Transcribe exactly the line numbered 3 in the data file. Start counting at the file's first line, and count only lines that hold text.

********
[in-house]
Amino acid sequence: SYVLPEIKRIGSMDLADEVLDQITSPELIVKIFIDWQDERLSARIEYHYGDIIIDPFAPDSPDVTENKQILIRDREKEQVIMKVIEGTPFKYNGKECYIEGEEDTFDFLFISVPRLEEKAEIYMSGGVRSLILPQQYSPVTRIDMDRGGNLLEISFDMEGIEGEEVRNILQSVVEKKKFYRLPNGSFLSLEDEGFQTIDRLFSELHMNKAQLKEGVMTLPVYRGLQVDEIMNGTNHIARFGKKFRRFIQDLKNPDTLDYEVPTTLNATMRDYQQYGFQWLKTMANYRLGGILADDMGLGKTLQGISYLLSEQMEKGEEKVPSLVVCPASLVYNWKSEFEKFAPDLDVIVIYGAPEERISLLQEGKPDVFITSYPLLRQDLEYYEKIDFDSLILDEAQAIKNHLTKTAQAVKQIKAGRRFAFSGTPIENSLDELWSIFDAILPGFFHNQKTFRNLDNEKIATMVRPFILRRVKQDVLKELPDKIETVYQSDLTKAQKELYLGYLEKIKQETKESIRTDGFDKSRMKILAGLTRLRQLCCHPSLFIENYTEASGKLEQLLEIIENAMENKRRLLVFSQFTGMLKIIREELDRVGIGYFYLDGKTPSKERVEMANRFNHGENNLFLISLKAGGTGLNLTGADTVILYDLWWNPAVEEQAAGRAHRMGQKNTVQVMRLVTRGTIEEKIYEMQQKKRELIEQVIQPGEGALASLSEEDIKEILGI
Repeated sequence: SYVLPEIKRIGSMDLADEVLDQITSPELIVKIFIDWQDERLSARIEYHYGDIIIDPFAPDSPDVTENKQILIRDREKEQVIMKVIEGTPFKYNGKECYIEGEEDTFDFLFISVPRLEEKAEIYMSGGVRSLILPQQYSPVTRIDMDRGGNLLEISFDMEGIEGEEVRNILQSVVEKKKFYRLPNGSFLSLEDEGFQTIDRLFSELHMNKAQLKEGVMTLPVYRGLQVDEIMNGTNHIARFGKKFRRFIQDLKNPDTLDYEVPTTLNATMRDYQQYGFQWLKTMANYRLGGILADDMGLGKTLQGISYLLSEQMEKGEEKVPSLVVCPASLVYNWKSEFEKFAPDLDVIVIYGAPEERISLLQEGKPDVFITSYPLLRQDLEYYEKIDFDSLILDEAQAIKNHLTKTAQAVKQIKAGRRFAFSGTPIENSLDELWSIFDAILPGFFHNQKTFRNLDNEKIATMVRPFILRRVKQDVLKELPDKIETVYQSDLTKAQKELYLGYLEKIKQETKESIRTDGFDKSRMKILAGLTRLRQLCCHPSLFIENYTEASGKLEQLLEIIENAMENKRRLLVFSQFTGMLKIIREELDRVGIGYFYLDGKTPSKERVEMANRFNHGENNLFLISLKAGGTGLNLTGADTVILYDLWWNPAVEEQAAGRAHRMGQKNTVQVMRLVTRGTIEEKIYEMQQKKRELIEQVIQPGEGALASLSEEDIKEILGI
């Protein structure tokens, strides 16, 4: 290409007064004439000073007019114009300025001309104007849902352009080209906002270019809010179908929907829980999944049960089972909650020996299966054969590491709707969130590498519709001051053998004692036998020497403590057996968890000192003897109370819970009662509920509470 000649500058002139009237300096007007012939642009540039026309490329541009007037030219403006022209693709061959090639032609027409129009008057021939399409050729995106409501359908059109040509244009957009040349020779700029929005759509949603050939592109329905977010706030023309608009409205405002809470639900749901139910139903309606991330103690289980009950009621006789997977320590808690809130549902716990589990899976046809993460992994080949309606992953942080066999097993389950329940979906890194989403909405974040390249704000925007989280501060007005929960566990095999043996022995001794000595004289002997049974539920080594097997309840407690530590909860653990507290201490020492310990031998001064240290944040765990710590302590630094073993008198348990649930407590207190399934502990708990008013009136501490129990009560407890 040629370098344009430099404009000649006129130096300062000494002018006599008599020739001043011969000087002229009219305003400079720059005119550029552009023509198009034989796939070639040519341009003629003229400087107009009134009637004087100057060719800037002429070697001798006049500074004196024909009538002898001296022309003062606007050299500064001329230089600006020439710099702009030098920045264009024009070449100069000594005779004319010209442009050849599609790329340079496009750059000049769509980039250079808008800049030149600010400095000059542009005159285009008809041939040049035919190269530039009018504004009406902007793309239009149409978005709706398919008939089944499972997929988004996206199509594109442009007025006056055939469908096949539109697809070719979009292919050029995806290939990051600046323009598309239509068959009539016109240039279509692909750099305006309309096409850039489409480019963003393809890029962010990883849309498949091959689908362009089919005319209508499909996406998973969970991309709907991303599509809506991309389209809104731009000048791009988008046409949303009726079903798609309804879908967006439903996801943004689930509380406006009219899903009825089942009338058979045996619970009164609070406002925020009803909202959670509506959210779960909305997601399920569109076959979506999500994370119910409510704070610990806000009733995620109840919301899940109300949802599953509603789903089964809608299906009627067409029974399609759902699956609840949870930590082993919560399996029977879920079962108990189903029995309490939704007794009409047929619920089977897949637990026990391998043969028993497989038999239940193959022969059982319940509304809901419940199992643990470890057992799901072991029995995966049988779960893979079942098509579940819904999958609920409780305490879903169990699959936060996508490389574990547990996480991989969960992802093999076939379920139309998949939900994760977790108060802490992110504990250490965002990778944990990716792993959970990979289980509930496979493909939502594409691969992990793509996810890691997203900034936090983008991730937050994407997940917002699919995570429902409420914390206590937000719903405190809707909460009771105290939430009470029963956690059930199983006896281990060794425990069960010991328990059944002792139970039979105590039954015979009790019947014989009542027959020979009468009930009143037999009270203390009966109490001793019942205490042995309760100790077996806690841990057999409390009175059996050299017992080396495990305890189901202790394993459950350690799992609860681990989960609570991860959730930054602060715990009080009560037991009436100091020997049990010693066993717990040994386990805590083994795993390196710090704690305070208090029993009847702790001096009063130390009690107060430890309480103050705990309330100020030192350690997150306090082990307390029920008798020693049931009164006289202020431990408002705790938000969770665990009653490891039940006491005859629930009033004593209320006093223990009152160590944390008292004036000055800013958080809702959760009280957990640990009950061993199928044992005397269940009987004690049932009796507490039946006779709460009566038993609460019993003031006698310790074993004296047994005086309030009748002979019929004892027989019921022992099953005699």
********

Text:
Repeated sequence: SYVLPEIKRIGSMDLADEVLDQITSPELIVKIFIDWQDERLSARIEYHYGDIIIDPFAPDSPDVTENKQILIRDREKEQVIMKVIEGTPFKYNGKECYIEGEEDTFDFLFISVPRLEEKAEIYMSGGVRSLILPQQYSPVTRIDMDRGGNLLEISFDMEGIEGEEVRNILQSVVEKKKFYRLPNGSFLSLEDEGFQTIDRLFSELHMNKAQLKEGVMTLPVYRGLQVDEIMNGTNHIARFGKKFRRFIQDLKNPDTLDYEVPTTLNATMRDYQQYGFQWLKTMANYRLGGILADDMGLGKTLQGISYLLSEQMEKGEEKVPSLVVCPASLVYNWKSEFEKFAPDLDVIVIYGAPEERISLLQEGKPDVFITSYPLLRQDLEYYEKIDFDSLILDEAQAIKNHLTKTAQAVKQIKAGRRFAFSGTPIENSLDELWSIFDAILPGFFHNQKTFRNLDNEKIATMVRPFILRRVKQDVLKELPDKIETVYQSDLTKAQKELYLGYLEKIKQETKESIRTDGFDKSRMKILAGLTRLRQLCCHPSLFIENYTEASGKLEQLLEIIENAMENKRRLLVFSQFTGMLKIIREELDRVGIGYFYLDGKTPSKERVEMANRFNHGENNLFLISLKAGGTGLNLTGADTVILYDLWWNPAVEEQAAGRAHRMGQKNTVQVMRLVTRGTIEEKIYEMQQKKRELIEQVIQPGEGALASLSEEDIKEILGI